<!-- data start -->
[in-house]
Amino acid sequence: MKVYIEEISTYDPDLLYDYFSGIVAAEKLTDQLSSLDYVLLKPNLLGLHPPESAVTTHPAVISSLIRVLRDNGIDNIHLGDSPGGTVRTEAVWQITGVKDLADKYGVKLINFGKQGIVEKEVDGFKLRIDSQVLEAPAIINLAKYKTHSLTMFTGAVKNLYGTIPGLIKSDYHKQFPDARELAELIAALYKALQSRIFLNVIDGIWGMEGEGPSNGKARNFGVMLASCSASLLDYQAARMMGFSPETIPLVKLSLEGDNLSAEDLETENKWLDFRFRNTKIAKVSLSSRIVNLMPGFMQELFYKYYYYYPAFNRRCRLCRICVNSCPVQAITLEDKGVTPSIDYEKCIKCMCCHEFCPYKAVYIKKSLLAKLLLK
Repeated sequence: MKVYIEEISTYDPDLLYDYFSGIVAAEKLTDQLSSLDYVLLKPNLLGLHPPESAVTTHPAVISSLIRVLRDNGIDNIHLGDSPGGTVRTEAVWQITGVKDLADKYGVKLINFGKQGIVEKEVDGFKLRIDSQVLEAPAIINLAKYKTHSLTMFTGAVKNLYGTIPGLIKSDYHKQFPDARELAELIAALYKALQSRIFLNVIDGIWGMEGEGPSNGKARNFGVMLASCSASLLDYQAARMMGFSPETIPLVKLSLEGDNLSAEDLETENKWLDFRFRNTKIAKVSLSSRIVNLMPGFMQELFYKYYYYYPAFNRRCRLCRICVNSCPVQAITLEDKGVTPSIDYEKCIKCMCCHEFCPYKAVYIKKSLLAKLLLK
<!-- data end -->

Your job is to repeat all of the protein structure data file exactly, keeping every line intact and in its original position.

[in-house]
Amino acid sequence: MKVYIEEISTYDPDLLYDYFSGIVAAEKLTDQLSSLDYVLLKPNLLGLHPPESAVTTHPAVISSLIRVLRDNGIDNIHLGDSPGGTVRTEAVWQITGVKDLADKYGVKLINFGKQGIVEKEVDGFKLRIDSQVLEAPAIINLAKYKTHSLTMFTGAVKNLYGTIPGLIKSDYHKQFPDARELAELIAALYKALQSRIFLNVIDGIWGMEGEGPSNGKARNFGVMLASCSASLLDYQAARMMGFSPETIPLVKLSLEGDNLSAEDLETENKWLDFRFRNTKIAKVSLSSRIVNLMPGFMQELFYKYYYYYPAFNRRCRLCRICVNSCPVQAITLEDKGVTPSIDYEKCIKCMCCHEFCPYKAVYIKKSLLAKLLLK
Repeated sequence: MKVYIEEISTYDPDLLYDYFSGIVAAEKLTDQLSSLDYVLLKPNLLGLHPPESAVTTHPAVISSLIRVLRDNGIDNIHLGDSPGGTVRTEAVWQITGVKDLADKYGVKLINFGKQGIVEKEVDGFKLRIDSQVLEAPAIINLAKYKTHSLTMFTGAVKNLYGTIPGLIKSDYHKQFPDARELAELIAALYKALQSRIFLNVIDGIWGMEGEGPSNGKARNFGVMLASCSASLLDYQAARMMGFSPETIPLVKLSLEGDNLSAEDLETENKWLDFRFRNTKIAKVSLSSRIVNLMPGFMQELFYKYYYYYPAFNRRCRLCRICVNSCPVQAITLEDKGVTPSIDYEKCIKCMCCHEFCPYKAVYIKKSLLAKLLLK